The most recent tool hackers are using to get into your system is Ransomware, named because hackers use malware to get into the users system, get hold of their data and block them from accessing it. Hackers then demand a ransom be paid to them for the safe return of the user’s data. Malware is downloaded onto your system in a number of ways, such as from an unsecured website download or the download of an email attachment. Hackers will use current trends to entice users into downloading malware, such as the popular new Star Wars film. Once the malware has been downloaded it will being encrypting the data so that when the user tries to gain access they will be blocked and a message from the hacker will appear on screen. Many times, particularly in the case of organisations or influential individuals hackers threaten to expose confidential information.

South African’s need to be aware of and take these threats more seriously, according to research done by Rick Couch & Associates, 70% of South Africans have fallen victim to cybercrime, as well as 47% of South African smartphone users. These statistics are concerning, particularly as cyber criminals are constantly working to find the most profitable opportunities. It is not enough to just have a standard AV solution installed on your system, users need take more aggressive action to prevent Ransomware attacks.

It is important to realise that it is not only large organisations that are being targeted, individuals have also been targeted in their personal capacity. Studies show that many individuals use Gmail for their personal affairs, often revealing personal details in mail to friends and family. What’s concerning is that people often make their Gmail passwords something easy to remember and consider it unnecessary to make the password highly secure. This is a dangerous misconception, as it makes hacking into such email accounts incredibly easy for cybercriminals, once in they will then be able to intercept conversations and entice users to reveal addresses, passwords, banking details and other personal information.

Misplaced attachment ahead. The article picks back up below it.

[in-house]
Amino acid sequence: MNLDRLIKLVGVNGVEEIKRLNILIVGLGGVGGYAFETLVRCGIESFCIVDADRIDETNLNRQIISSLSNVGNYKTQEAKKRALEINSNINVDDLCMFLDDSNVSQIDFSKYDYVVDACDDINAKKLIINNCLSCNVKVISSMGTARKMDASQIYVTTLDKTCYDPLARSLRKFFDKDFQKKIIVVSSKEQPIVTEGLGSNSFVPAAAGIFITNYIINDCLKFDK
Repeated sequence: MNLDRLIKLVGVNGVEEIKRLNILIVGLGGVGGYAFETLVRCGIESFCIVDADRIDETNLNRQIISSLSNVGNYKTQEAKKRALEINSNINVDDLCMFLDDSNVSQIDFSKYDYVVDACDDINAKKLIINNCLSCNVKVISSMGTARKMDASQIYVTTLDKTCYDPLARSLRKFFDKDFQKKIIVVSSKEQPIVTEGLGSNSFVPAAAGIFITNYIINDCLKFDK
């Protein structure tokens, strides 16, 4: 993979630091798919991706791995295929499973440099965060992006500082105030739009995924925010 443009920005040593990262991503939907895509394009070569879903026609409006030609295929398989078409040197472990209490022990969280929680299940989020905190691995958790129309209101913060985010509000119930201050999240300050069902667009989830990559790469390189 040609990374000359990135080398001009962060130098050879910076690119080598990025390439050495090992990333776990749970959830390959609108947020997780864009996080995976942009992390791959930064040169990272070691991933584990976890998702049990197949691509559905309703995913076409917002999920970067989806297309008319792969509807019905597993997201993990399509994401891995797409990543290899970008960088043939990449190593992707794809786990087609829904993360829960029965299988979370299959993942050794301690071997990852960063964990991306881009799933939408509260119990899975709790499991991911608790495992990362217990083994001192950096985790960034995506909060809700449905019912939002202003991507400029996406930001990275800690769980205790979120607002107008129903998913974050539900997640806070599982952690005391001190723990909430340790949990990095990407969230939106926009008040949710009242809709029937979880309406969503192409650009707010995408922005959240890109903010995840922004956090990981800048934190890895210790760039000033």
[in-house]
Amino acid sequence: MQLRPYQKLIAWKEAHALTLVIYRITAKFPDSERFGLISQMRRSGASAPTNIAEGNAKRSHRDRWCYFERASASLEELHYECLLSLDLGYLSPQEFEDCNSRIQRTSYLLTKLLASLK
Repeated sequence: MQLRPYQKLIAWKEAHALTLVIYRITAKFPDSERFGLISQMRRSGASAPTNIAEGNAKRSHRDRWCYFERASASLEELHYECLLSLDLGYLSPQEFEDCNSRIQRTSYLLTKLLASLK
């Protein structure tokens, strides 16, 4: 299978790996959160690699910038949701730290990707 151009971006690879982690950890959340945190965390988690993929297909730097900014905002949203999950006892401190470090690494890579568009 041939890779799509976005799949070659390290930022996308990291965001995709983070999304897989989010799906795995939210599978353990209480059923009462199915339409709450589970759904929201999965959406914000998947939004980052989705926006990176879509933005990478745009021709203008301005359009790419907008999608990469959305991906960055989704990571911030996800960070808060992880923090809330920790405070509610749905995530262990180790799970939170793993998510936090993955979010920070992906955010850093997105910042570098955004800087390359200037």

South African’s need to take these threats seriously and become more proactive in protecting themselves against cyber attacks.

Drones

How a drone can hack into your home network just by flying over it

Drones can be used to record incredible scenes for movies, follow thieves from above, save lives or carry out home deliveries at lightning speed. Unfortunately, this also opens doors for people to misuse them for malicious gain.

Researchers in Singapore have demonstrated how attackers using a drone with a mobile phone could easily intercept documents sent to a seemingly inaccessible Wi-Fi printer. The method they devised is actually intended to help organisations determine if they have vulnerable open Wi-Fi devices that can be accessed from the sky. But the same technique could also be used by  spies for corporate espionage.

To demonstrate that this threat is real and exists, the investigators paired a drone with a smartphone and developed two apps that were designed to intercept the communications of a printer from the outside.

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Panda-for-Mac

Panda Antivirus for Mac – Compatible with El Capitan

September 30th saw the launch of El Capitan, Apple’s new operating system for their Mac range. The good news is, Panda Antivirus for Mac is compatible with El Capitan!

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Advantages of Panda Antivirus for Mac

  • Blocks both malware for Mac OS X and malware for Windows.
  • It scans both files and emails.
  • It quarantines infected files.
  • It offers two kinds of scans: a real-time scan that continuously analyses Mac files, and another that performs monthly, on-demand scans.
  • You can even scan iPhones, iPads and iPod touch for malware.

Remember that Apple and its devices aren’t invincible. To avoid any unpleasant surprises such as XcodeGhost, you should consistantly update the operating system, download apps from the official store and use security software.

Learn more about about Panda Antivirus for Mac.